Value 195 represents the 'U' and 'A' bits in RPL Status, to be set as per Figure 6 of [RFC 9010], with the lower 6 bits set to the 6LoWPAN Neighbor Discovery (ND) Extended Address Registration Option (EARO) Status value of 3 indicating 'Moved' as per Table 1 of [RFC 8505].
 0                   1                   2                   3
 0 1 2 3 4 5 6 7 8 9 0 1 2 3 4 5 6 7 8 9 0 1 2 3 4 5 6 7 8 9 0 1
+-+-+-+-+-+-+-+-+-+-+-+-+-+-+-+-+-+-+-+-+-+-+-+-+-+-+-+-+-+-+-+-+
|   Type = 0x06 | Option Length |E|I|  Flags    | Path Control  |
+-+-+-+-+-+-+-+-+-+-+-+-+-+-+-+-+-+-+-+-+-+-+-+-+-+-+-+-+-+-+-+-+
| Path Sequence | Path Lifetime |
+-+-+-+-+-+-+-+-+-+-+-+-+-+-+-+-+
I (Invalidate previous route) flag:
The 'I' flag is set by the target node to indicate to the common ancestor node that it wishes to invalidate any previous route between the two paths.
[RFC 6550] allows the parent address to be sent in the Transit Information option, depending on the MOP. In the case of the Storing MOP, the field is usually not needed. In the case of a DCO, the Parent Address field MUST NOT be included.
Upon receiving a DAO message with a Transit Information option that has the 'I' flag set, and as a delayed response removing a routing adjacency to the target indicated in the Transit Information option, the common ancestor node SHOULD generate a DCO message to the next hop associated to that adjacency. The 'I' flag is intended to give the target node control over its own route invalidation, serving as a signal to request DCO generation.

4.3.  Destination Cleanup Object (DCO)

A new ICMPv6 RPL control message code is defined by this specification and is referred to as the "Destination Cleanup Object" (DCO), which is used for proactive cleanup of state and routing information held on behalf of the target node by 6LRs. The DCO message always traverses downstream and cleans up route information and other state information associated with the given target. The format of the DCO message is shown in Figure 3.
 0                   1                   2                   3
 0 1 2 3 4 5 6 7 8 9 0 1 2 3 4 5 6 7 8 9 0 1 2 3 4 5 6 7 8 9 0 1
+-+-+-+-+-+-+-+-+-+-+-+-+-+-+-+-+-+-+-+-+-+-+-+-+-+-+-+-+-+-+-+-+
| RPLInstanceID |K|D|   Flags   |   RPL Status  | DCOSequence   |
+-+-+-+-+-+-+-+-+-+-+-+-+-+-+-+-+-+-+-+-+-+-+-+-+-+-+-+-+-+-+-+-+
|                                                               |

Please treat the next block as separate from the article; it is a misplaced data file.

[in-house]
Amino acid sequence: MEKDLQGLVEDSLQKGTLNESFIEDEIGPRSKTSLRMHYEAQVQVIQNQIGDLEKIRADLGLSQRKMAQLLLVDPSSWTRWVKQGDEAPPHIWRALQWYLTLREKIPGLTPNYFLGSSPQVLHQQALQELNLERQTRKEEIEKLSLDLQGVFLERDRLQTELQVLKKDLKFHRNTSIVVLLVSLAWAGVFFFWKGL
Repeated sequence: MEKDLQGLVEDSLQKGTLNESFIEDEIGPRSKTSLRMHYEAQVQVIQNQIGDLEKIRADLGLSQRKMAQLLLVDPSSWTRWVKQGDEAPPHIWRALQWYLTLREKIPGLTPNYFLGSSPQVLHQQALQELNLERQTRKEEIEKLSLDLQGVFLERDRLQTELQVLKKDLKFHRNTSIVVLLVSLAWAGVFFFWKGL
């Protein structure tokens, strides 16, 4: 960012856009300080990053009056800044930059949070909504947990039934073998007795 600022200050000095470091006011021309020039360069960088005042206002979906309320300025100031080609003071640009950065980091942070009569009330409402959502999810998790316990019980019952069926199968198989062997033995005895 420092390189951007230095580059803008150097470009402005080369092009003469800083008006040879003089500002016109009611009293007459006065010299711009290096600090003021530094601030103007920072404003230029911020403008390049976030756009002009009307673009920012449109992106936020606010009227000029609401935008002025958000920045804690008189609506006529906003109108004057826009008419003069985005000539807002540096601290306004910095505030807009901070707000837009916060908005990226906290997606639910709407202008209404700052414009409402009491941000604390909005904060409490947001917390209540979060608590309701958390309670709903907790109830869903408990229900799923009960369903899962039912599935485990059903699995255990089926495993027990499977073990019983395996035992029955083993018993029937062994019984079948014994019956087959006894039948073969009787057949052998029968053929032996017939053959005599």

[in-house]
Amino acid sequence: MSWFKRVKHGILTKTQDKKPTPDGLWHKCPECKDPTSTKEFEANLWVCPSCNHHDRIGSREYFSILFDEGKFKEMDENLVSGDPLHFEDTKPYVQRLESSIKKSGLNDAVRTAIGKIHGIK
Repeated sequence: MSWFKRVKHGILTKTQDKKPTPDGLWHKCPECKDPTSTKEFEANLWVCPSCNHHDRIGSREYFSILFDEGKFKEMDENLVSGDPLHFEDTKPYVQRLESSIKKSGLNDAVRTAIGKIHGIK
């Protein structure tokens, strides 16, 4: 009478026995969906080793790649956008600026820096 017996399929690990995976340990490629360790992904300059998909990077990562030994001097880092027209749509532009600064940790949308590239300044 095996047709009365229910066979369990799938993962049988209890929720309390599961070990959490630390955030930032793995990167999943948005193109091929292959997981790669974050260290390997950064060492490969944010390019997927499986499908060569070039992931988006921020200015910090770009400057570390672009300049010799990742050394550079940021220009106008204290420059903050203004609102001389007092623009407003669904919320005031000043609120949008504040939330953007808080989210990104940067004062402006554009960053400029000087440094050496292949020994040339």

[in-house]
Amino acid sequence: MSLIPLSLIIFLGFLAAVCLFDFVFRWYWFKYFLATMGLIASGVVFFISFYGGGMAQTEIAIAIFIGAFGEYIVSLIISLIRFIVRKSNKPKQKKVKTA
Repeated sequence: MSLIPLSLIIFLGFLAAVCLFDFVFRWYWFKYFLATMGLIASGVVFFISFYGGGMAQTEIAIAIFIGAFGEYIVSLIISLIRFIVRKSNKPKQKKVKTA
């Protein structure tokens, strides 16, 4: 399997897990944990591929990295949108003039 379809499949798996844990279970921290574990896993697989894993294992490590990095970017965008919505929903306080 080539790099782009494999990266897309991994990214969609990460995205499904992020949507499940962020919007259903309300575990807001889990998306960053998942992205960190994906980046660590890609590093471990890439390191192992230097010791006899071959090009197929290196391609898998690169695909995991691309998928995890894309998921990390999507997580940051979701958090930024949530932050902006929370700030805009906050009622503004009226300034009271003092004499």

+                                                               +
|                                                               |
+                      DODAGID (optional)                       +
|                                                               |
+                                                               +
|                                                               |
+-+-+-+-+-+-+-+-+-+-+-+-+-+-+-+-+-+-+-+-+-+-+-+-+-+-+-+-+-+-+-+-+
|   Option(s)...
+-+-+-+-+-+-+-+-+
RPLInstanceID:
8-bit field indicating the topology instance associated with the DODAG, as learned from the DIO.
K:
The 'K' flag indicates that the recipient of a DCO message is expected to send a DCO-ACK back. If the DCO-ACK is not received even after setting the 'K' flag, an implementation may retry the DCO at a later time. The number of retries is implementation and deployment dependent and is expected to be kept similar to the number of DAO retries [RFC 6550]. Section 4.6.3 specifies the considerations for DCO retries. A node receiving a DCO message without the 'K' flag set MAY respond with a DCO-ACK, especially to report an error condition. An example error condition could be that the node sending the DCO-ACK does not find the routing entry for the indicated target. When the sender does not set the 'K' flag, it is an indication that the sender does not expect a response, and the sender SHOULD NOT retry the DCO.
D:
The 'D' flag indicates that the DODAGID field is present. This flag MUST be set when a local RPLInstanceID is used.
Flags:
The 6 bits remaining unused in the Flags field are reserved for future use. These bits MUST be initialized to zero by the sender and MUST be ignored by the receiver.
RPL Status:
As defined in [RFC 6550] and updated in [RFC 9010]. The root or common parent that generates a DCO is authoritative for setting the status information, and the information is unchanged as propagated down the DODAG. This document does not specify a differentiated action based on the RPL Status.
DCOSequence:
8-bit field incremented at each unique DCO message from a node and echoed in the DCO-ACK message. The initial DCOSequence can be chosen randomly by the node. Section 4.4 explains the handling of the DCOSequence.